Eisen’s Career Arc
It’s no mistake that Eisen chose to practice healthcare law for the past 23 years. For her, it was coming home. Before she headed back to law school, Eisen was a Columbia grad and pediatric nurse who loved kids and worked in one of the most heartbreaking areas of a hospital — tertiary care and neonatal intensive care — where “fascinating” breakthrough science tried to keep infants alive. She excelled at her job and was offered promotions, but when her own daughter was born, every lost baby became even more traumatic.
“When you have a child, you worry about what might happen to that child. And if, every day, you see the worst of the worst, you increase your worry that much more about your own child. But you also start to empathize with the parent as well, and it takes a real emotional toll on you…after a while, it really breaks your heart,” she said.
It drove her into risk management and malpractice, where she began working with lawyers. But after a while, she realized she wanted to take charge.
“Honestly I had spent the first part of my career working with doctors and taking orders from doctors and here I was now taking instruction from lawyers, and I decided that I had to become one or the other,” she said.
She chose to become a lawyer for the sake of her daughter. “It was the shorter route…I didn’t want to spend her entire childhood in medical school and residency…It ended up being a very happy choice.”
When Eisen headed to Hofstra Law School, however, she was a 31-year-old single, working mom, out of school for 10 years, competing against 20-something kids who had fresh test-taking experience. She was nervous, but she had a few advantages: she wasn’t concerned with the social scene, and she had the discipline to lock herself in a room, sometimes for six hours at a time, until she really learned the material. When she did well, she was able to get summer work at law firms.
Then she scored a job in Mergers and Acquisitions at a leading corporate law firm in Manhattan, Schulte Roth & Zabel.
“I definitely took a bump up in pay going from nurse to a lawyer,” Eisen laughed.
The job was interesting, but too impersonal. “It was kind of a feeling of just moving money around,” she said.
Then it was the late 1980s, and firms were offering lawyers huge amounts of money to become investment bankers. Eisen’s colleagues were jumping at the opportunity. But for Eisen, it was the call about a healthcare firm that to her was “the greatest opportunity in the world. It was still transactional but for an industry that I can relate to. It was a very happy combination for me,” she said.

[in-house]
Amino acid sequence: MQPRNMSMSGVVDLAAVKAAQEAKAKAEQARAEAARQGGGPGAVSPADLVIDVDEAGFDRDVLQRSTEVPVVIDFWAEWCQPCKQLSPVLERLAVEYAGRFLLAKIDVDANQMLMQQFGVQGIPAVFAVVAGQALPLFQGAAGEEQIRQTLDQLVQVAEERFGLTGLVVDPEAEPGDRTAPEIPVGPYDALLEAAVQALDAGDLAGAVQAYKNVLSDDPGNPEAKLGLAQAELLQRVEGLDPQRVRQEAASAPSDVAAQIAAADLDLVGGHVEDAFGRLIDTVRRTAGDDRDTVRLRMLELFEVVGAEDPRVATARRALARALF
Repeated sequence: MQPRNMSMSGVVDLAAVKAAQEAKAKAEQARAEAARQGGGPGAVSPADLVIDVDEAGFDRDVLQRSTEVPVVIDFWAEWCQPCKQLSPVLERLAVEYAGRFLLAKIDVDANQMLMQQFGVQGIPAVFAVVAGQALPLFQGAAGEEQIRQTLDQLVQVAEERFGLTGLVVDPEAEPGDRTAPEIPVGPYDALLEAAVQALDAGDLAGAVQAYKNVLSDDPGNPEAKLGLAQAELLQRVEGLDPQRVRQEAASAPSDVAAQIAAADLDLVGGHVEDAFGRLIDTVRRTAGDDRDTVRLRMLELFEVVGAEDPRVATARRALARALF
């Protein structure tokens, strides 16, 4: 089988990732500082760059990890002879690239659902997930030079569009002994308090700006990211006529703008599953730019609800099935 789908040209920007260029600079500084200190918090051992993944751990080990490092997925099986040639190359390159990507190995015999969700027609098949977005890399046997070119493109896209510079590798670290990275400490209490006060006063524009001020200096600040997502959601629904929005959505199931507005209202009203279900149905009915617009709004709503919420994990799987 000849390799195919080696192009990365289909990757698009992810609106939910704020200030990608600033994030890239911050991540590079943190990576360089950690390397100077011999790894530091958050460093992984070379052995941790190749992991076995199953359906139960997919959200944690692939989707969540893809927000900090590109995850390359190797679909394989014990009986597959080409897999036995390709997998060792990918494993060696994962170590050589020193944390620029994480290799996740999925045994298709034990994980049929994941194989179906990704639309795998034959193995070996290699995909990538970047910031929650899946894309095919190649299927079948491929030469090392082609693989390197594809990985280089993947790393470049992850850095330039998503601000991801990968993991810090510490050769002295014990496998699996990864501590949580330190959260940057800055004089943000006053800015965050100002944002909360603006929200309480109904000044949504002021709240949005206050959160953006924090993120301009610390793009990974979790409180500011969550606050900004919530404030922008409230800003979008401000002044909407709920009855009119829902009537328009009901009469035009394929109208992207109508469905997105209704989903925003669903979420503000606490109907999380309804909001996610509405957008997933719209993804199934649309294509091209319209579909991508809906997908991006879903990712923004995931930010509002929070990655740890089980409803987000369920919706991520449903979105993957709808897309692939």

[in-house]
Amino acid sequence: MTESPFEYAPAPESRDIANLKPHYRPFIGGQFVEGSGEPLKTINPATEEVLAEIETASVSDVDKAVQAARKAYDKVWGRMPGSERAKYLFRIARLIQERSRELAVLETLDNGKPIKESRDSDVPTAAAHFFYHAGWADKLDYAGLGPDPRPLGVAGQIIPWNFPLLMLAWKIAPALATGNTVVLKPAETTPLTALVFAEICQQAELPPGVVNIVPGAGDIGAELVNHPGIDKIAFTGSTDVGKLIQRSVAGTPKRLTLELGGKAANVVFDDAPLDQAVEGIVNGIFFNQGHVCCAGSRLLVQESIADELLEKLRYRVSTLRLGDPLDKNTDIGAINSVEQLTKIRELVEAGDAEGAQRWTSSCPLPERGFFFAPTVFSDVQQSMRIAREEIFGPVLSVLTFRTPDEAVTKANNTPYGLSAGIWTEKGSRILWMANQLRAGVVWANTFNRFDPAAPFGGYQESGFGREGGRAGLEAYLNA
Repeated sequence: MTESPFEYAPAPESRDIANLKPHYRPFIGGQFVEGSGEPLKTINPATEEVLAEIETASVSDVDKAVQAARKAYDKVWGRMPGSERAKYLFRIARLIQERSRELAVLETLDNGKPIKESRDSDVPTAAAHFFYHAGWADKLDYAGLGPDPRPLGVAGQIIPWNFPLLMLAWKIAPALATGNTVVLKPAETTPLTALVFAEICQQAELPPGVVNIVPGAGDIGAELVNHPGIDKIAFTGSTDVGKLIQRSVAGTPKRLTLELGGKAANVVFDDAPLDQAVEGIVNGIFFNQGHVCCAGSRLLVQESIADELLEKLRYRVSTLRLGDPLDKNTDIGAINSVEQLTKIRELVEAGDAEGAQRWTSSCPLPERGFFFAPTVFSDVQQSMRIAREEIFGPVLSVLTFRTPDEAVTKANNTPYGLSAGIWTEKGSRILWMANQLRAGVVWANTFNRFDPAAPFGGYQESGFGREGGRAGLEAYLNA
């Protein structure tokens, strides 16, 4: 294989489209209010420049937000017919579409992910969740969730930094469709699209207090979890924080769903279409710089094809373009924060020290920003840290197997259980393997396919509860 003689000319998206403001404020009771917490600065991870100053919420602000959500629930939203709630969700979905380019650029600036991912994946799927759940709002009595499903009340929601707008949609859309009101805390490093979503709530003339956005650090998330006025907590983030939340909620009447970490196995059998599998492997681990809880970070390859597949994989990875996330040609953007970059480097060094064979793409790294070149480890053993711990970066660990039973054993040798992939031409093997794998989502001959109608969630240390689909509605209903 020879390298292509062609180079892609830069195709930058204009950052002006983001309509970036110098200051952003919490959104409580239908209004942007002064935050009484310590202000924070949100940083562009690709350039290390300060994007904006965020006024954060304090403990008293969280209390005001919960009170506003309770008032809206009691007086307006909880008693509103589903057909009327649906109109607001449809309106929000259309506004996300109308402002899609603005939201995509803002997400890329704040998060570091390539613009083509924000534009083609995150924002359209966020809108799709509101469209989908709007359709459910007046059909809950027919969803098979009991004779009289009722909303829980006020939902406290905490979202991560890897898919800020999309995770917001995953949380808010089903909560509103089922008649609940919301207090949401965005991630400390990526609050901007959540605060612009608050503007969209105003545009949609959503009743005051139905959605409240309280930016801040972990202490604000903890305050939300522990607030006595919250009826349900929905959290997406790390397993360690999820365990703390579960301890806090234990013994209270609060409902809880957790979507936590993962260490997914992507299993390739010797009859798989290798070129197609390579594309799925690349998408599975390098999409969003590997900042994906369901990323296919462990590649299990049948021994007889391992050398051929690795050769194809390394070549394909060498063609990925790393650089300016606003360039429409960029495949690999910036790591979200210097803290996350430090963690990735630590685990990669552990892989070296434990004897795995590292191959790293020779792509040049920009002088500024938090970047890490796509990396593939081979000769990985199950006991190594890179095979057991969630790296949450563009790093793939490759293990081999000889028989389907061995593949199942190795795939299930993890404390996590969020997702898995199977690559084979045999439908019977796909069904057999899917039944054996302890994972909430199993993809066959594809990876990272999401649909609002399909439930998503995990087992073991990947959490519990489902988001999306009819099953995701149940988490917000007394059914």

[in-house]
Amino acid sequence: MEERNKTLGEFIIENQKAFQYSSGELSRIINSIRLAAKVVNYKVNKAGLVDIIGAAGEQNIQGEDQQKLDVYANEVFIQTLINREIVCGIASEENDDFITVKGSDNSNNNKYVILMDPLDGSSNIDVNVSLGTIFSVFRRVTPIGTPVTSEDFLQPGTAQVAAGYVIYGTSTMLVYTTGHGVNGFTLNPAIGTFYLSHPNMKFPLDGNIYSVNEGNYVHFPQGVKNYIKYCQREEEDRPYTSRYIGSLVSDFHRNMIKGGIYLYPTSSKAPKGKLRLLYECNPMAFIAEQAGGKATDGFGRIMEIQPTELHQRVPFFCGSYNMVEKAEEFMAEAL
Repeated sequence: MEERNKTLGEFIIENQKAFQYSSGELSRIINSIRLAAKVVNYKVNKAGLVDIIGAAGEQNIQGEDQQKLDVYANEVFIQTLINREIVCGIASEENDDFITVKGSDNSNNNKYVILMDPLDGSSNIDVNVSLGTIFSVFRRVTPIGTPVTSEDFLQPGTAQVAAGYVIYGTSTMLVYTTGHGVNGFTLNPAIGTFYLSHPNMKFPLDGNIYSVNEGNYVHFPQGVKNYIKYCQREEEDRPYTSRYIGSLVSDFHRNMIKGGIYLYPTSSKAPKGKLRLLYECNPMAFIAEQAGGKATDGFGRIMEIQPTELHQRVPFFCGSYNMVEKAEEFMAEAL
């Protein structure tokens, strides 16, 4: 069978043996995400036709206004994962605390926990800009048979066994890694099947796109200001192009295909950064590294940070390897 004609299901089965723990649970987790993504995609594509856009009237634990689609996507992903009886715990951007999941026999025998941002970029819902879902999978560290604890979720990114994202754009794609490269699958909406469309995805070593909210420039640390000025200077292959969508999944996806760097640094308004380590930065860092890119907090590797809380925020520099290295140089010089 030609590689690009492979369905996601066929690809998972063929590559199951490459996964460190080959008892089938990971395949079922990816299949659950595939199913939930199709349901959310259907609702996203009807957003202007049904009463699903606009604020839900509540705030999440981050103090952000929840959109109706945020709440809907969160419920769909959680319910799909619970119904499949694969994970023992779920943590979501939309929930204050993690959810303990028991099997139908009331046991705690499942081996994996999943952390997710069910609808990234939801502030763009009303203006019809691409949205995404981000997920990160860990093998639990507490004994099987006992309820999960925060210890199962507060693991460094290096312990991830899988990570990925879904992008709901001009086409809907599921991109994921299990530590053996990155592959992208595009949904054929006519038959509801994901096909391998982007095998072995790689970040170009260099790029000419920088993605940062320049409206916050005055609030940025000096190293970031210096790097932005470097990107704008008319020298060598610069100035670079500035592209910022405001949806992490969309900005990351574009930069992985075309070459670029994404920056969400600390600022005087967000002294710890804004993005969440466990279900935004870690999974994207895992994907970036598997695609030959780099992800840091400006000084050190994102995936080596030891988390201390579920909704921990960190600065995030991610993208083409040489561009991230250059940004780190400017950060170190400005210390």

You can imagine what it was like for her, something like a fish heading back to water… but this time, there were a whole new set of questions she’d have to learn the answers to, like what were the legal implications of pulling life support. Or, what do you do when a Jehovah Witness refuses a life saving blood transfusion and her heavy-hitting attorneys form a human chain around her bed? (The transfusion was forced by ex parte court order and police and security, but later overturned by the Court of Appeals for future cases.) For a person with a low boredom threshold, it was the perfect career choice. Each city, state and federal administration has its own ever-changing set of regulations. Healthcare is a “hot potato” topic for each politician. And then there are the introductions, merge suggestions, and, of course, the late-night panic calls the day before hospitals sign multimillion dollar contracts that are filled with pitfalls.
She rose to the top of her field. She went on to marry the firm’s Robert Andrew Wild in 1998. (When the couple argues, they accuse each other of “lawyer-ing” one another). And yet, she still keeps her nurse’s license, and locks herself in a conference room on occasion to concentrate with complicated material. (These days, however, with computers and cell phones buzzing, she says it’s a little more difficult to get away from it all.) Still, in 2011 she was featured in New York Super Lawyers metro edition and in 2006 she was honored by Touro Law Center as Public Interest Attorney of the Year.

Softer Strengths
Eisen also heads a ladies lunch group at the firm. She realizes that women in her profession are more timid about asking for promotions and discusses with the women how they bring unique strengths to law.
“As a general rule, in a softer way, they can be just as effective… A lot of lawyers tend to pound fists on the table; they tend not to be female. Females are cajoling, tend to use kid gloves, backed up with knowledge, facts, research. If you go in prepared, I think that’s a much better tool than intimidation,” she said acknowledging
that shooting from the hip and feigning false bravado isn’t always the most effective way to find a solution.
“If somebody is beating you over the head with a stick, you’re going to walk away feeling bad. But if you can do it in a gentle way, a lot of people on the other side of the transaction can walk away feeling good and not like they’ve been beaten up,” said Eisen, her hazel eyes grinning within her broad smile, set on her petite 5’1” runner’s frame. “It’s not in my personality to be a table banger. I’m not going to intimidate anybody.”
Her survival advice to other women? “If you’re looking for perfection in any one of the areas – whether it’s with your work, your spouse or your kids, or friends, forget about it. You will never be able to give 100 percent to any one of them, so let yourself off that hook.”